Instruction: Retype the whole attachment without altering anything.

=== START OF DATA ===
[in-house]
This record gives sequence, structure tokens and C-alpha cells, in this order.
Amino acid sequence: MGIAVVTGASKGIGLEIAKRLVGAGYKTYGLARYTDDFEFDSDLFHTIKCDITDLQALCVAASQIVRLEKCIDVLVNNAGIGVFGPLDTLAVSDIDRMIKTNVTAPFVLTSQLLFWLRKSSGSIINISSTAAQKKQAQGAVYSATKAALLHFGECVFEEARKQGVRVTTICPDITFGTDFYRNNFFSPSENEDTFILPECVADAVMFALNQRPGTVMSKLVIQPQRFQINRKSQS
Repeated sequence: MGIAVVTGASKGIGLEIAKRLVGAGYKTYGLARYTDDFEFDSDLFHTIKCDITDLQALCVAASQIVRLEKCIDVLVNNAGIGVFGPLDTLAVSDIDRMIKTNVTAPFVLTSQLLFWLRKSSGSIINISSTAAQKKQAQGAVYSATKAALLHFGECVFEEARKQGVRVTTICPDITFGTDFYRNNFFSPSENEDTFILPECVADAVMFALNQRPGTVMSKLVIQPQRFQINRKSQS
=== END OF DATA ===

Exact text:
[in-house]
This record gives sequence, structure tokens and C-alpha cells, in this order.
Amino acid sequence: MGIAVVTGASKGIGLEIAKRLVGAGYKTYGLARYTDDFEFDSDLFHTIKCDITDLQALCVAASQIVRLEKCIDVLVNNAGIGVFGPLDTLAVSDIDRMIKTNVTAPFVLTSQLLFWLRKSSGSIINISSTAAQKKQAQGAVYSATKAALLHFGECVFEEARKQGVRVTTICPDITFGTDFYRNNFFSPSENEDTFILPECVADAVMFALNQRPGTVMSKLVIQPQRFQINRKSQS
Repeated sequence: MGIAVVTGASKGIGLEIAKRLVGAGYKTYGLARYTDDFEFDSDLFHTIKCDITDLQALCVAASQIVRLEKCIDVLVNNAGIGVFGPLDTLAVSDIDRMIKTNVTAPFVLTSQLLFWLRKSSGSIINISSTAAQKKQAQGAVYSATKAALLHFGECVFEEARKQGVRVTTICPDITFGTDFYRNNFFSPSENEDTFILPECVADAVMFALNQRPGTVMSKLVIQPQRFQINRKSQS